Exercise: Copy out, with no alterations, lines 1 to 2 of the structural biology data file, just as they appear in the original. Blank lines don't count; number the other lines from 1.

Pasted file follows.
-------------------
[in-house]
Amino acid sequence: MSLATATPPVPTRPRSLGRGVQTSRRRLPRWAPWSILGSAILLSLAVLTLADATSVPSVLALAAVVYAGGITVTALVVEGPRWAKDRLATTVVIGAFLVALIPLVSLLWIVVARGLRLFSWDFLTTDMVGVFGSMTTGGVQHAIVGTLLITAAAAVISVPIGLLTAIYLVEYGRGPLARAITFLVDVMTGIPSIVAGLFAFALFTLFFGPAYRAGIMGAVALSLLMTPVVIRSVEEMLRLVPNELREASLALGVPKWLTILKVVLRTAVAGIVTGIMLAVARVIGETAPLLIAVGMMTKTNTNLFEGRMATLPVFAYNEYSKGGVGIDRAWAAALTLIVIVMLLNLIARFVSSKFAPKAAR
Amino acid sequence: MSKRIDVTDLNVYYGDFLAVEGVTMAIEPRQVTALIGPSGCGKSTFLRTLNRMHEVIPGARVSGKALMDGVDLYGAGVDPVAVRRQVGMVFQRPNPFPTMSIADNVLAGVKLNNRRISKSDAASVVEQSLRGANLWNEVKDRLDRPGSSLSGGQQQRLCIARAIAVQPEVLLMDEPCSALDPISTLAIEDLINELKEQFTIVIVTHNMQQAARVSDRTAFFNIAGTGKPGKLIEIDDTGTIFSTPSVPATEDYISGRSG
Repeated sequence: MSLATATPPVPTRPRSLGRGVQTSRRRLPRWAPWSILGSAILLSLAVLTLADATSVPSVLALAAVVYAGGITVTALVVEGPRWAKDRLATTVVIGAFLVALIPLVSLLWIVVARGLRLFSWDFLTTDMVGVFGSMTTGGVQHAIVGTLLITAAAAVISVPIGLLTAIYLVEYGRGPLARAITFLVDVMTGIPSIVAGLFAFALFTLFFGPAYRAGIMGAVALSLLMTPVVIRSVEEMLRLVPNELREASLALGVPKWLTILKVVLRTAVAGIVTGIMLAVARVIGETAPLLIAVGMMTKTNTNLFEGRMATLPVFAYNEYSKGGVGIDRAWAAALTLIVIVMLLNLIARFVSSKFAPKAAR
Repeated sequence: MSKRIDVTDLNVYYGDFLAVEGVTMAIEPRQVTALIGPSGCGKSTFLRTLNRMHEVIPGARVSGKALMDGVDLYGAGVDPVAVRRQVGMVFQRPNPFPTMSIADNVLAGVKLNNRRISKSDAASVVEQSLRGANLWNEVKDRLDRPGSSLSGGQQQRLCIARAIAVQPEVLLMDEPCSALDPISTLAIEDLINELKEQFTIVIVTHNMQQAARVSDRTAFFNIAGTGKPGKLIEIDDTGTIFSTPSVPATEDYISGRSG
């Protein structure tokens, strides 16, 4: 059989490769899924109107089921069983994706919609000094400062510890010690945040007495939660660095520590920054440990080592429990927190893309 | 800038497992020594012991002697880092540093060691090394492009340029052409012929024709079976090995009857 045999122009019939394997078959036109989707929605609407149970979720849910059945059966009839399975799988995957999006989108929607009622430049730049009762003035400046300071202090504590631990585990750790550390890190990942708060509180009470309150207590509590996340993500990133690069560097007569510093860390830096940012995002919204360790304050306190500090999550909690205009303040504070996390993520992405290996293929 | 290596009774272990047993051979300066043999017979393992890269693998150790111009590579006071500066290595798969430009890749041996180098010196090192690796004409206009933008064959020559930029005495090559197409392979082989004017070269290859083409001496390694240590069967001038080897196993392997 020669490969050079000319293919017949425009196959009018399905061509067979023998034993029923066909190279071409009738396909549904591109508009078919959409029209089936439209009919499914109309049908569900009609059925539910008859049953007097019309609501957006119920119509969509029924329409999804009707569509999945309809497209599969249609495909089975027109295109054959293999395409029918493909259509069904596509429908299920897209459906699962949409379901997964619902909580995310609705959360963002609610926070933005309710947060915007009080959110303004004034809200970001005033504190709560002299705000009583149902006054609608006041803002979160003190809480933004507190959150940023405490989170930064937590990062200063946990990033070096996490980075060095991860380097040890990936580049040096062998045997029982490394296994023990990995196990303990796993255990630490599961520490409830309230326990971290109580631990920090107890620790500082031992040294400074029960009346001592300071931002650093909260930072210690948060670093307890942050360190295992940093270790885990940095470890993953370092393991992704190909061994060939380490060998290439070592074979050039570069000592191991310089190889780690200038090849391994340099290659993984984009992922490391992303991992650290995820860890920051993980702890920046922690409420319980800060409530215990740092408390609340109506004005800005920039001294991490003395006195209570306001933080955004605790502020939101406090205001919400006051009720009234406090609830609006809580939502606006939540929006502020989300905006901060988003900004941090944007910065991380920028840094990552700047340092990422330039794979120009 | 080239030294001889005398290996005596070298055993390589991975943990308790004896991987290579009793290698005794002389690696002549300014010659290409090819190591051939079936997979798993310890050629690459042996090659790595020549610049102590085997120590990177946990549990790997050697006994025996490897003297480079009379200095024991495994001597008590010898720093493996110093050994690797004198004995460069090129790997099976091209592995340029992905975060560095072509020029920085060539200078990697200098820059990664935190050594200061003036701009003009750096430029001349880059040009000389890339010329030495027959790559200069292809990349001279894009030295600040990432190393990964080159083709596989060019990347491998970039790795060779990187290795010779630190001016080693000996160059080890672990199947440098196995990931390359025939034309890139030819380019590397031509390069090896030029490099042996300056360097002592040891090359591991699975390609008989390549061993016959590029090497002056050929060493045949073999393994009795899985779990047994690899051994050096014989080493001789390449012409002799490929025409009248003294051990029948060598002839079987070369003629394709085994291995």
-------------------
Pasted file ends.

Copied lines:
[in-house]
Amino acid sequence: MSLATATPPVPTRPRSLGRGVQTSRRRLPRWAPWSILGSAILLSLAVLTLADATSVPSVLALAAVVYAGGITVTALVVEGPRWAKDRLATTVVIGAFLVALIPLVSLLWIVVARGLRLFSWDFLTTDMVGVFGSMTTGGVQHAIVGTLLITAAAAVISVPIGLLTAIYLVEYGRGPLARAITFLVDVMTGIPSIVAGLFAFALFTLFFGPAYRAGIMGAVALSLLMTPVVIRSVEEMLRLVPNELREASLALGVPKWLTILKVVLRTAVAGIVTGIMLAVARVIGETAPLLIAVGMMTKTNTNLFEGRMATLPVFAYNEYSKGGVGIDRAWAAALTLIVIVMLLNLIARFVSSKFAPKAAR